Copied from Four Words that can Trigger a Four-Letter Word for my reference
The English language, like any language, was designed to help communicate an idea, a thought, a feeling, a decision….
But, sometimes, the crafting of the words into a sentence can lead to confusion, fear, and angst.
A lawyer told me that some of the trickiest questions asked of any defendant in a court case can be:
- Have you stopped beating your spouse, or
- Have you stopped taking bribes, or
- Have you stopped eating beef?
“Please answer with a ‘Yes’ or a ‘No’,” says the wily lawyer.
You are trapped.
A “Yes” – the lawyer explained – to any of the above 3 questions can get you into a lot of trouble as it implies that you were indulging in that alleged act and had stopped recently.
You are, therefore, guilty for past crimes.
But if you said “No” it means that:
- You confess that you are still in the habit of beating your spouse and, therefore, need to be punished;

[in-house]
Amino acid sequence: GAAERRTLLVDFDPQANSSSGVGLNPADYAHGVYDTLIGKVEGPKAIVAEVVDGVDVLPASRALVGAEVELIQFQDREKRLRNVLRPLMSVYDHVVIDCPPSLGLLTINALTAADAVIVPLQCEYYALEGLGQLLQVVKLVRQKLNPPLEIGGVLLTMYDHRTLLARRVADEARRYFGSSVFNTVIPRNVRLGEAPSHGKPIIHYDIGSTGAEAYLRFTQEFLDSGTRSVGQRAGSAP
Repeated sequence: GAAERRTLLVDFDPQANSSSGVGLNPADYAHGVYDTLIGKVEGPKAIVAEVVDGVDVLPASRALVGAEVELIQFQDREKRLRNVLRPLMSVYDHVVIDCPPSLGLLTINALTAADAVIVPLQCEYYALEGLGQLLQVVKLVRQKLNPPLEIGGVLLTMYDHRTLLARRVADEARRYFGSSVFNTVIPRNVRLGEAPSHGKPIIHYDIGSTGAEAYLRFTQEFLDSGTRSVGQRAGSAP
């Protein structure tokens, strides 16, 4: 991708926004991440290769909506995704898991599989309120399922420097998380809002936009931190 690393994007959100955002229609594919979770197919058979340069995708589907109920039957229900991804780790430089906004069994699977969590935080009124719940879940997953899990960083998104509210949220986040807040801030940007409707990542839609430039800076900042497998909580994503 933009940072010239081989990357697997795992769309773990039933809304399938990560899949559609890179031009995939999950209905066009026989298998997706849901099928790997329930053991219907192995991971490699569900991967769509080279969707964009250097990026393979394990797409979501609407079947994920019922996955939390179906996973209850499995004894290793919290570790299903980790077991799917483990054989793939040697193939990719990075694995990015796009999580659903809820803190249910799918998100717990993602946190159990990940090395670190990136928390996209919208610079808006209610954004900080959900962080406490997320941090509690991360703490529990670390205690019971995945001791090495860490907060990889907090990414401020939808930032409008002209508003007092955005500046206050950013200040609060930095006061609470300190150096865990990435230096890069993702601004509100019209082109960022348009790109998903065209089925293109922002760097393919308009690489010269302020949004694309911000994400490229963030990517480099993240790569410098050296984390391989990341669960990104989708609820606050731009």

- You confess that you still have your hand in the till and are taking bribes and, therefore, need to be punished;
- You still enjoy eating beef and, therefore, need to be punished.
Now try asking the Federal Reserve Board the question:
- Are you still keeping interest rates low so that speculators can continue having a field day and ensure that the bonus pay outs of the financial honchos can reach peak levels by Christmas?
The Fed can answer with a “Yes” or a “No”.
A “Yes” would mean that the Fed did all this rescue effort and pumped up its balance sheet by USD 4.5 trillion since September 2008 to feed it to the Wall Street crowd.
A “No” would mean that they were doing it – but have decided to stop.